Elder Physical Abuse
Physical abuse occurs when an elder is assaulted, injured, caused physical pain, improperly restrained, or threatened with a weapon. More specific acts include but are not limited to striking without or without an object, pushing, shoving, shaking, pinching, burning, and slapping. The inappropriate use of prescription drugs as well as force-feeding or forced starvation while in the care of a nursing home or care facility are also common examples of physical maltreatment. It can be difficult to imagine why any caregiver would resort to such heinous acts. Tragically, according to the Centers for Disease Control and Prevention as well as the National Committee for the Prevention of Elder Abuse, hundreds of thousands of senior citizens are abused every year. Countless others are harmed or impaired but are unwilling or unable to report the incidents.
Signs and Symptoms of Elder Physical Abuse
Elder abuse presents certain difficulties as a result of the age of the victims. Since the residents of nursing home or assisted living facilities may be disabled or unable to communicate normally with loved ones, it is thought that a shocking 1 out of 6 instances of abuse actually go unreported. For the family members of elderly patients, it can also be a challenge to tell the difference between certain forms of self-neglect that occur with again and actual maltreatment.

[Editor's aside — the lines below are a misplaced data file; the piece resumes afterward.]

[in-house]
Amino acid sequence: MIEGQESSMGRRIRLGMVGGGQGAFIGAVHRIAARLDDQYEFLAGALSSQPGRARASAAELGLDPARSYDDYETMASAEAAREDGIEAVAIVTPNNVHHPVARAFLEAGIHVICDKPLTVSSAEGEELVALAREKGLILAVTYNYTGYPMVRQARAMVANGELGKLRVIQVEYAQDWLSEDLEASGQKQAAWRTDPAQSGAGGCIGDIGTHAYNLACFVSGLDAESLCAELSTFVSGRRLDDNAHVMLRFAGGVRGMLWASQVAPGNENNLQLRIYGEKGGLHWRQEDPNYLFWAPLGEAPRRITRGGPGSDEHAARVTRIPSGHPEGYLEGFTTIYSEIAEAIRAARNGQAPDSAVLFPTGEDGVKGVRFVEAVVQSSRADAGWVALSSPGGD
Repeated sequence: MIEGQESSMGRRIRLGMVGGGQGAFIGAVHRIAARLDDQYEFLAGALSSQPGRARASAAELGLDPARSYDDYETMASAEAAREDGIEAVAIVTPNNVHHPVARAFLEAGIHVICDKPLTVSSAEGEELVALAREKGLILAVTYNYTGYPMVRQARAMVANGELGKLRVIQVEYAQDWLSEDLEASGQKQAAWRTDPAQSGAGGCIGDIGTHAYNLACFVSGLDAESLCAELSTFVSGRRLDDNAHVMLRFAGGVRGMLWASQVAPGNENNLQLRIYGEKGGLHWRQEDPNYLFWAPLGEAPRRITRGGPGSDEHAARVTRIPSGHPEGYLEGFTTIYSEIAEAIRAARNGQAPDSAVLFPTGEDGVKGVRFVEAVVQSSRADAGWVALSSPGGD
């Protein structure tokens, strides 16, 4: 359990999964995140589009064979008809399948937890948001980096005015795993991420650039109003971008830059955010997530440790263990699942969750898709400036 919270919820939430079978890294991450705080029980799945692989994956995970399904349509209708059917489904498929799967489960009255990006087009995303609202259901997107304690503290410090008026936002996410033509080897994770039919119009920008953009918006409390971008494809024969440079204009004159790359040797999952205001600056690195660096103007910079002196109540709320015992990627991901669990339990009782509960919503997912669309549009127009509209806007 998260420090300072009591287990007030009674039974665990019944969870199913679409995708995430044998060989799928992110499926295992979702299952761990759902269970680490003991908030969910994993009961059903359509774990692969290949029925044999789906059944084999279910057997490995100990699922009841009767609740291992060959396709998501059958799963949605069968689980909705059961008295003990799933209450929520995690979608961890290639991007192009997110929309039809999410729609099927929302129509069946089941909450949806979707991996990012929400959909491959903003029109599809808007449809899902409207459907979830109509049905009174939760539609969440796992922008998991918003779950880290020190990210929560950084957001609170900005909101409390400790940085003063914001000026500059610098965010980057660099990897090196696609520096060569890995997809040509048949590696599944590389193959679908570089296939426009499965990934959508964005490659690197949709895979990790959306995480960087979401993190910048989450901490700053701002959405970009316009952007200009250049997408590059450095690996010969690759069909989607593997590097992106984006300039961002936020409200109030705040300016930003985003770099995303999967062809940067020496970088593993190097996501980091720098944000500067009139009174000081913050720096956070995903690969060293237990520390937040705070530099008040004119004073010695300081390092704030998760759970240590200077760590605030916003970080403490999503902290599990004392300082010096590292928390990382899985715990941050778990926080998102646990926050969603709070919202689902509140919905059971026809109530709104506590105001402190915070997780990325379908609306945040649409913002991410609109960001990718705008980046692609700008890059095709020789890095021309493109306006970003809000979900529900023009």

Some of the most common signs and symptoms of elder physical abuse include:
- Sudden behavioral or personality changes
- The presence of medication overdoses or underutilization
- Sprains, internal injuries, bleeding, contusions
- Abrasion marks, restraint marks, lacerations, welts
- Evasive or obstructive behavior by caregivers
- Refusal of caregivers to allow patients to be visited alone
Preventing Elder Physical Abuse
Many in the public health sector refer to elder abuse as an “invisible epidemic.” The single most effective way for family members or guardians to prevent elder maltreatment is to visit relatives in nursing home or care facilities as often as possible. Upon visiting a facility, keep an eye out for unacceptable or unhealthy conditions within the facility. When visiting with a loved one, try to meet with them alone and talk to them, ask lots of questions, and most importantly listen to them. It can be very difficult for victims to report abuse out of misplaced feelings of shame or guilt. Also, if you can, try to monitor the medications your elder has been placed on, and check to see if they’re receiving the correct dosages. Finally, empower and encourage your elder to speak up when they don’t feel well or aren’t being treated well. That way, if they ever do suffer some form of abuse, they will be primed to report it to you before it gets out of control.
Pennsylvania & New Jersey Nursing Home Lawyers
No matter how vigilant we are, we cannot watch our loved ones all the time. For those with an elder who has already suffered physical abuse while under the care of a nursing home or assisted living facility, please contact us immediately to learn about your legal rights. You can reach our team of elder abuse attorneys toll-free at 1-855-462-3330or by using our online contact form.